#MeToo whistleblowing is upending A century-old legal precedent in US demanding loyalty to the boss : The Conversation


When was the last time you agreed to keep a secret?

Perhaps it was a personal confidence shared by a close family member or friend. Or it might have been in a contract with your employer to safeguard confidential information. Either way, you probably felt a strong sense of obligation to keep that secret.

At least when it comes to the workplace, that’s no accident. In the United States, the idea that workers owe their employers a duty of loyalty goes back more than 100 years. It is deeply ingrained in legal rules and American culture.

But it has been fraying, most recently in the form of former Trump lawyer Michael Cohen’s damning congressional testimony against the president.

This trend was also on full display when the #MeToo movement went viral in 2017. #MeToo was, of course, about sexual harassment and assault. But it was also a form of mass whistleblowing. The movement signaled victims’ willingness – at an unprecedented scale – to defy promises of secrecy to their employers in service of a larger truth by revealing their experiences of workplace harassment.

While researching a book on the duty of loyalty, I realized that the #MeToo movement isn’t merely a rift in the ordinary order of workplace relationships in the United States. It is part a larger legal and cultural shift that has been in the works for decades.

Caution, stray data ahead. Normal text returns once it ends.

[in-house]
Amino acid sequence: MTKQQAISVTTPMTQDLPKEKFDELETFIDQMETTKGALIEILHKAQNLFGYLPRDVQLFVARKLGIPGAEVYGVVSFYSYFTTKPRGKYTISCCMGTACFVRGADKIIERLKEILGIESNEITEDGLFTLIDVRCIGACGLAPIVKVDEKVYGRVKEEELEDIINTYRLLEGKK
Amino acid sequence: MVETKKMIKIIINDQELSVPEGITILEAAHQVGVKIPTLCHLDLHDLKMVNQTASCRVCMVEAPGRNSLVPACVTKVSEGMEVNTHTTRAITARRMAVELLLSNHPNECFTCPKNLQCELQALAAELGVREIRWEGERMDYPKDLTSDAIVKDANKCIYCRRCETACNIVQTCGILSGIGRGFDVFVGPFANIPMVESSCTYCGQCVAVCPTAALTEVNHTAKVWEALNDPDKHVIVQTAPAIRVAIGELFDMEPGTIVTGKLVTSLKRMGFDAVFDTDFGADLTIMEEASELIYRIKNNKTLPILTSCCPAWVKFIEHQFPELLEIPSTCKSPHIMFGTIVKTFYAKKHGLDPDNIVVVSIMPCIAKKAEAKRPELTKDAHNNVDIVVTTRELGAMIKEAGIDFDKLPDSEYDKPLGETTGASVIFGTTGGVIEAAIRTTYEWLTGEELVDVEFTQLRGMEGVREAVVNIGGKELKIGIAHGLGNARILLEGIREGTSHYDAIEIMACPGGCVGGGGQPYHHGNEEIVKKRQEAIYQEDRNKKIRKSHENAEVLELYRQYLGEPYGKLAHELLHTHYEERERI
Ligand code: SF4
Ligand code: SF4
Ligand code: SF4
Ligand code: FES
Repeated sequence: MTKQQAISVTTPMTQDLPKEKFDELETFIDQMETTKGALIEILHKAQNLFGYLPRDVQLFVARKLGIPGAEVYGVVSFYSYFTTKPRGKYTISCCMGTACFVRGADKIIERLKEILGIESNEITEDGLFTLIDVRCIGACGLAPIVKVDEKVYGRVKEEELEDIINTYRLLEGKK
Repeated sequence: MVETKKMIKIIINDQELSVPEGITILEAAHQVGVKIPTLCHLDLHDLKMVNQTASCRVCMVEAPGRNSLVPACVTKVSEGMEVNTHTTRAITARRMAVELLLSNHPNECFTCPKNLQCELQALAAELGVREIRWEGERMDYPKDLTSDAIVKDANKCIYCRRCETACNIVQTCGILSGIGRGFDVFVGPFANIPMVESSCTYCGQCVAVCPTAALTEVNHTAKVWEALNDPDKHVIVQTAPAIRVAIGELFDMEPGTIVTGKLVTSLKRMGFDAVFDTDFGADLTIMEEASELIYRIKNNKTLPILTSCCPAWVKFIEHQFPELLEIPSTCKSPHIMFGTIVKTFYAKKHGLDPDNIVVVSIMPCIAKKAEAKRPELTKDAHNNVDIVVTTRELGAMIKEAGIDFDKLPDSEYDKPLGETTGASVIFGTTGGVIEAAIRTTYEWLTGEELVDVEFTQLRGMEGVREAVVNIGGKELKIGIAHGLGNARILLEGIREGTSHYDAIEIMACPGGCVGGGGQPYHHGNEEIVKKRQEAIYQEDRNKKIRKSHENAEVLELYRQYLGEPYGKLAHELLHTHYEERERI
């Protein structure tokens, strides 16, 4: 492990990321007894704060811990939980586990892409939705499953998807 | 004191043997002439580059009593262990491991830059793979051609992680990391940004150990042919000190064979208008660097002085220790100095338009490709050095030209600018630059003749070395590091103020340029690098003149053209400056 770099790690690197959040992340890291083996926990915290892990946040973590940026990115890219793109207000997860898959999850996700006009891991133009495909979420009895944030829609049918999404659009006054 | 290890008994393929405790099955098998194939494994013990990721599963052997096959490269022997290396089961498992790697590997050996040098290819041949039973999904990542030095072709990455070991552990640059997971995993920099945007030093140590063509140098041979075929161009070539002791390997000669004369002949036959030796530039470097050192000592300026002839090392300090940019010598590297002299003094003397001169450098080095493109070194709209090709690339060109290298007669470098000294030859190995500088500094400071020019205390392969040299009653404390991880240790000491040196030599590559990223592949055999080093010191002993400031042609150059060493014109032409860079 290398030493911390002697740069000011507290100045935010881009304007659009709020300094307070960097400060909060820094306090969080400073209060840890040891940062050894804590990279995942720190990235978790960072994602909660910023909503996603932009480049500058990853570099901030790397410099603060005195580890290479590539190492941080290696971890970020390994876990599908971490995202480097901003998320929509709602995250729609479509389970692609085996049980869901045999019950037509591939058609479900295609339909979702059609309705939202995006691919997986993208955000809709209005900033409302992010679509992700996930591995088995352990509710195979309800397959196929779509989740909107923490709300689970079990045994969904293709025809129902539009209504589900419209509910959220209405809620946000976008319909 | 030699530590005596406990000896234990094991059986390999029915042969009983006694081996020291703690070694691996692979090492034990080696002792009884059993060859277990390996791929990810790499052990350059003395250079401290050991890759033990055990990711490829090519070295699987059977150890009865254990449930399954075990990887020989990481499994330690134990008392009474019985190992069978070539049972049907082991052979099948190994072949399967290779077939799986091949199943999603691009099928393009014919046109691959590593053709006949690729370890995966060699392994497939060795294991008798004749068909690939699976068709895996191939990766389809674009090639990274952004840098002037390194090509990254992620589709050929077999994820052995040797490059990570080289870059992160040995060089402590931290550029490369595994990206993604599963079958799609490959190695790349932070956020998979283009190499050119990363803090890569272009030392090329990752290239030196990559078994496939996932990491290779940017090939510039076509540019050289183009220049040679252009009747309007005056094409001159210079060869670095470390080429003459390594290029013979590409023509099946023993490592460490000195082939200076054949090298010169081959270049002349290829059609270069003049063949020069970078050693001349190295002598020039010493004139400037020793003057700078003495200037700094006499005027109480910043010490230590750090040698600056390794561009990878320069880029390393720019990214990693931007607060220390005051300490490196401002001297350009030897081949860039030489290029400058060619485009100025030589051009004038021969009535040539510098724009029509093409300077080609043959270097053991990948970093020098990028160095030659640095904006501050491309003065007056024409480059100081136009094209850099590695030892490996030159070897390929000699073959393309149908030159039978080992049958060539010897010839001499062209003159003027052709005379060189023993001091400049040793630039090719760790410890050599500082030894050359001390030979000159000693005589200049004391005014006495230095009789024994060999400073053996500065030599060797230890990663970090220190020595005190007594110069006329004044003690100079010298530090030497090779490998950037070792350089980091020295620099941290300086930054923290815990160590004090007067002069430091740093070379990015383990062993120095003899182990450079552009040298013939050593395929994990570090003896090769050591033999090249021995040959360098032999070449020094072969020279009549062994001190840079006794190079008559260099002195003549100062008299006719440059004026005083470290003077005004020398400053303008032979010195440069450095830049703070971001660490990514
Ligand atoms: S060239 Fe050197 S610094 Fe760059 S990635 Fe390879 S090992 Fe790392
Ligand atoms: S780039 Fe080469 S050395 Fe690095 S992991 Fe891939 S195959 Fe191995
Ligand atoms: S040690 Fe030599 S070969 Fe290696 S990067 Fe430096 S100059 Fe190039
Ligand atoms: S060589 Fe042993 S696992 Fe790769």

Employee fealty

The duty of loyalty is the idea that you “cannot bite the hand that feeds you and insist on staying for future banquets,” as an American labor arbitrator wrote in 1972.

It’s a bedrock principle that courts apply to employment disputes, even if you didn’t sign a contract promising to keep an employer’s secrets.

The duty of loyalty is why employers can demand that you sign a confidentiality agreement at the start of employment. It’s why workers can’t download their employer’s trade secrets on a thumb drive and use it in their new job. And why companies are able to persuade judges to enforce noncompete agreements.

 

Source: #MeToo whistleblowing is upending A century-old legal precedent in US demanding loyalty to the boss : The Conversation

Israeli-American mogul Haim Saban: Trump win would be ‘disastrous’ for Israel | The Times of Israel


Israeli-American mogul Haim Saban said Friday that a US presidential win by Republican nominee Donald Trump would be “disastrous, disastrous for Israel.”

Source: Israeli-American mogul Haim Saban: Trump win would be ‘disastrous’ for Israel | The Times of Israel